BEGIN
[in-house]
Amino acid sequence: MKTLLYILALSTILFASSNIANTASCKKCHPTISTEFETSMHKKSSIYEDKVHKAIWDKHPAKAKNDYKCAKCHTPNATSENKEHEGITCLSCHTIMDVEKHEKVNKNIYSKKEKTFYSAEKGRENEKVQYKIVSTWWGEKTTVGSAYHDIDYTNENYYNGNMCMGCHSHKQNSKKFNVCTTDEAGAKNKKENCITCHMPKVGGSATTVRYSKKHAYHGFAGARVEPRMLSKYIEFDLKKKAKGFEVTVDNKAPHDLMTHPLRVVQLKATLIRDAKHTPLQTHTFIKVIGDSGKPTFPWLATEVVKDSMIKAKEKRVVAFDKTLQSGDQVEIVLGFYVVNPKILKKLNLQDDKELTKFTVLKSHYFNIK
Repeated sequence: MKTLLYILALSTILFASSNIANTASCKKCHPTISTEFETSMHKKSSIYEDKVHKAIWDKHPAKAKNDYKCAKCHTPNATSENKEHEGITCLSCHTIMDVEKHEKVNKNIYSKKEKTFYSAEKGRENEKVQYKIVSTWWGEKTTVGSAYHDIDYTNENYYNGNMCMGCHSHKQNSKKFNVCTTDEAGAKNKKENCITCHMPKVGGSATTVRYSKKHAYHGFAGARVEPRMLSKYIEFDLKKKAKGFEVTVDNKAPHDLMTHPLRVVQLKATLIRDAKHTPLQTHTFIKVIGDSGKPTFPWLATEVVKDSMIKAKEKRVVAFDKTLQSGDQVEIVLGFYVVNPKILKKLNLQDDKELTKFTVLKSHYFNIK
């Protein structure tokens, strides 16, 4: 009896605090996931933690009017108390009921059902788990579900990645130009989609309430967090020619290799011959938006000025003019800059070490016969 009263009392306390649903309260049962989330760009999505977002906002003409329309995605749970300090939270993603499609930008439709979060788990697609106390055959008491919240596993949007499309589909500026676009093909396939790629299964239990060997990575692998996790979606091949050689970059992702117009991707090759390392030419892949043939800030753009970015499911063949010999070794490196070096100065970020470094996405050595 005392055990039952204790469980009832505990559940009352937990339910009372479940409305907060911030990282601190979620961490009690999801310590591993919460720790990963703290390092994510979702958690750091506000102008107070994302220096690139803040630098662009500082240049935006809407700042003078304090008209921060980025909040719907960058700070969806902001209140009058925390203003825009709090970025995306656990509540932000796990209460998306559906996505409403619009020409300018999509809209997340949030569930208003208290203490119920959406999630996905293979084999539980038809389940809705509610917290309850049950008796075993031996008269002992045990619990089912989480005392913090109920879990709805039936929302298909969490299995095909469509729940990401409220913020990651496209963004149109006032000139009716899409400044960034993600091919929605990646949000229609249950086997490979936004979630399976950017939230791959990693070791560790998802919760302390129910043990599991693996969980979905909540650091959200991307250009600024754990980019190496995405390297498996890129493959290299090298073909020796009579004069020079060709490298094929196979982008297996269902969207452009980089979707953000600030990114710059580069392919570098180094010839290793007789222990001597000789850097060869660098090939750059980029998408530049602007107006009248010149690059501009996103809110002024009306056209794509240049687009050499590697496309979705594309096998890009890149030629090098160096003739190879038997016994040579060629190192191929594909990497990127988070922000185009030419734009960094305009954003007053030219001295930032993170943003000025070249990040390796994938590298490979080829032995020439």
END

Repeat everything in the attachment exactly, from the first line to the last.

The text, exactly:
[in-house]
Amino acid sequence: MKTLLYILALSTILFASSNIANTASCKKCHPTISTEFETSMHKKSSIYEDKVHKAIWDKHPAKAKNDYKCAKCHTPNATSENKEHEGITCLSCHTIMDVEKHEKVNKNIYSKKEKTFYSAEKGRENEKVQYKIVSTWWGEKTTVGSAYHDIDYTNENYYNGNMCMGCHSHKQNSKKFNVCTTDEAGAKNKKENCITCHMPKVGGSATTVRYSKKHAYHGFAGARVEPRMLSKYIEFDLKKKAKGFEVTVDNKAPHDLMTHPLRVVQLKATLIRDAKHTPLQTHTFIKVIGDSGKPTFPWLATEVVKDSMIKAKEKRVVAFDKTLQSGDQVEIVLGFYVVNPKILKKLNLQDDKELTKFTVLKSHYFNIK
Repeated sequence: MKTLLYILALSTILFASSNIANTASCKKCHPTISTEFETSMHKKSSIYEDKVHKAIWDKHPAKAKNDYKCAKCHTPNATSENKEHEGITCLSCHTIMDVEKHEKVNKNIYSKKEKTFYSAEKGRENEKVQYKIVSTWWGEKTTVGSAYHDIDYTNENYYNGNMCMGCHSHKQNSKKFNVCTTDEAGAKNKKENCITCHMPKVGGSATTVRYSKKHAYHGFAGARVEPRMLSKYIEFDLKKKAKGFEVTVDNKAPHDLMTHPLRVVQLKATLIRDAKHTPLQTHTFIKVIGDSGKPTFPWLATEVVKDSMIKAKEKRVVAFDKTLQSGDQVEIVLGFYVVNPKILKKLNLQDDKELTKFTVLKSHYFNIK
């Protein structure tokens, strides 16, 4: 009896605090996931933690009017108390009921059902788990579900990645130009989609309430967090020619290799011959938006000025003019800059070490016969 009263009392306390649903309260049962989330760009999505977002906002003409329309995605749970300090939270993603499609930008439709979060788990697609106390055959008491919240596993949007499309589909500026676009093909396939790629299964239990060997990575692998996790979606091949050689970059992702117009991707090759390392030419892949043939800030753009970015499911063949010999070794490196070096100065970020470094996405050595 005392055990039952204790469980009832505990559940009352937990339910009372479940409305907060911030990282601190979620961490009690999801310590591993919460720790990963703290390092994510979702958690750091506000102008107070994302220096690139803040630098662009500082240049935006809407700042003078304090008209921060980025909040719907960058700070969806902001209140009058925390203003825009709090970025995306656990509540932000796990209460998306559906996505409403619009020409300018999509809209997340949030569930208003208290203490119920959406999630996905293979084999539980038809389940809705509610917290309850049950008796075993031996008269002992045990619990089912989480005392913090109920879990709805039936929302298909969490299995095909469509729940990401409220913020990651496209963004149109006032000139009716899409400044960034993600091919929605990646949000229609249950086997490979936004979630399976950017939230791959990693070791560790998802919760302390129910043990599991693996969980979905909540650091959200991307250009600024754990980019190496995405390297498996890129493959290299090298073909020796009579004069020079060709490298094929196979982008297996269902969207452009980089979707953000600030990114710059580069392919570098180094010839290793007789222990001597000789850097060869660098090939750059980029998408530049602007107006009248010149690059501009996103809110002024009306056209794509240049687009050499590697496309979705594309096998890009890149030629090098160096003739190879038997016994040579060629190192191929594909990497990127988070922000185009030419734009960094305009954003007053030219001295930032993170943003000025070249990040390796994938590298490979080829032995020439």